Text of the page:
• LO3. Professional Effectiveness and Ethical Conduct (Level 4) 8. Gain an understanding of engineering, OH&S and project management practices
  • LO4. Engineering/ IT Specialisation (Level 5) 9. Develop in depth technical knowledge of engineering processes related to the project
  • LO5. Problem Solving and Inventiveness (Level 5) 10. Ability to critically analyse results and findings and to contribute original insights to the investigation.

Graduate qualities

The graduate qualities are the qualities and skills that all University of Sydney graduates must demonstrate on successful completion of an award course. As a future Sydney graduate, the set of qualities have been designed to equip you for the contemporary world.

GQ1 Depth of disciplinary expertise

Deep disciplinary expertise is the ability to integrate and rigorously apply knowledge, understanding and skills of a recognised discipline defined by scholarly activity, as well as familiarity with evolving practice of the discipline.

GQ2 Critical thinking and problem solving

Critical thinking and problem solving are the questioning of ideas, evidence and assumptions in order to propose and evaluate hypotheses or alternative arguments before formulating a conclusion or a solution to an identified problem.

GQ3 Oral and written communication

Effective communication, in both oral and written form, is the clear exchange of meaning in a manner that is appropriate to audience and context.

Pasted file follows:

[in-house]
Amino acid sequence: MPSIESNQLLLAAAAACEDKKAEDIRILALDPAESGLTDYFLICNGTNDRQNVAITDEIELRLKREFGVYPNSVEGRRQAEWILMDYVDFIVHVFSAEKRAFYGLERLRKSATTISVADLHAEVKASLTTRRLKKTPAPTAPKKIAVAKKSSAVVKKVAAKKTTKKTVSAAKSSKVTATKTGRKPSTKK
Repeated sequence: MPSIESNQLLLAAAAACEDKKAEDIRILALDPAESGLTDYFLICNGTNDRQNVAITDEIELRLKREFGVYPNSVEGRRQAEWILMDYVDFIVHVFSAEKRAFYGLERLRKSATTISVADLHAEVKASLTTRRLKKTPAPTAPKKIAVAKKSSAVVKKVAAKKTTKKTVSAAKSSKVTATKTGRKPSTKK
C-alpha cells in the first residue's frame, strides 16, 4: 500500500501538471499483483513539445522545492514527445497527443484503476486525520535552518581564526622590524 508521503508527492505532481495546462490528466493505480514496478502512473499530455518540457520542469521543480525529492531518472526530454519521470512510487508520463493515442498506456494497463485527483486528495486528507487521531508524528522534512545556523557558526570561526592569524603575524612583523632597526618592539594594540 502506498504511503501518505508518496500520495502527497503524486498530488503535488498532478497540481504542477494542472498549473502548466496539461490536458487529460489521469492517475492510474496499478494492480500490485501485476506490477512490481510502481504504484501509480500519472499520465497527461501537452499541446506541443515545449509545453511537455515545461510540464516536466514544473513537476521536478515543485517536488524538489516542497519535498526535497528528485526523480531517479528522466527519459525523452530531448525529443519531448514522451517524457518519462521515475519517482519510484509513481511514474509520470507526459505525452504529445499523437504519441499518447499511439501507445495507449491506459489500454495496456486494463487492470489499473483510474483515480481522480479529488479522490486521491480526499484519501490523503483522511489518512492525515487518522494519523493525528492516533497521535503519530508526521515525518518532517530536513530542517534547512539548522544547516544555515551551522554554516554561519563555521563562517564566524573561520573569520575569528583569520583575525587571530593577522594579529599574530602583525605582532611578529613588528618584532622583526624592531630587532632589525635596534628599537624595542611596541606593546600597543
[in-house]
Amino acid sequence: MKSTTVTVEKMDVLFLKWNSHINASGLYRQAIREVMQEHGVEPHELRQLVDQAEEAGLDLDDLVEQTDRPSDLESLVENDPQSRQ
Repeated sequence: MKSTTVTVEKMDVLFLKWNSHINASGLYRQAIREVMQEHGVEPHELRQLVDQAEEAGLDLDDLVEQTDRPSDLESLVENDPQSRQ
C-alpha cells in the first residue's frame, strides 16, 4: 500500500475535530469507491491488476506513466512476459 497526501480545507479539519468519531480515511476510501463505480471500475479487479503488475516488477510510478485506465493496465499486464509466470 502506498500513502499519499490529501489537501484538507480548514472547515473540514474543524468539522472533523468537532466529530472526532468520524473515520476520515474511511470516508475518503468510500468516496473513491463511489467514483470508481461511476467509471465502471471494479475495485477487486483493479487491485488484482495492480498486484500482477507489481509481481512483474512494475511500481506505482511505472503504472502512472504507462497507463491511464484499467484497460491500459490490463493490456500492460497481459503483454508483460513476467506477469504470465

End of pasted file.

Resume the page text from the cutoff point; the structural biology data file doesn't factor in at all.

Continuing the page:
GQ4 Information and digital literacy

Information and digital literacy is the ability to locate, interpret, evaluate, manage, adapt, integrate, create and convey information using appropriate resources, tools and strategies.

GQ5 Inventiveness

Generating novel ideas and solutions.

GQ6 Cultural competence

Cultural Competence is the ability to actively, ethically, respectfully, and successfully engage across and between cultures. In the Australian context, this includes and celebrates Aboriginal and Torres Strait Islander cultures, knowledge systems, and a mature understanding of contemporary issues.

GQ7 Interdisciplinary effectiveness

Interdisciplinary effectiveness is the integration and synthesis of multiple viewpoints and practices, working effectively across disciplinary boundaries.

GQ8 Integrated professional, ethical, and personal identity

An integrated professional, ethical and personal identity is understanding the interaction between one’s personal and professional selves in an ethical context.

GQ9 Influence

Engaging others in a process, idea or vision.

Outcome map

Learning outcomes Graduate qualities

This section outlines changes made to this unit following staff and student reviews.

This is the first time this unit has been offered.


The University reserves the right to amend units of study or no longer offer certain units, including where there are low enrolment numbers.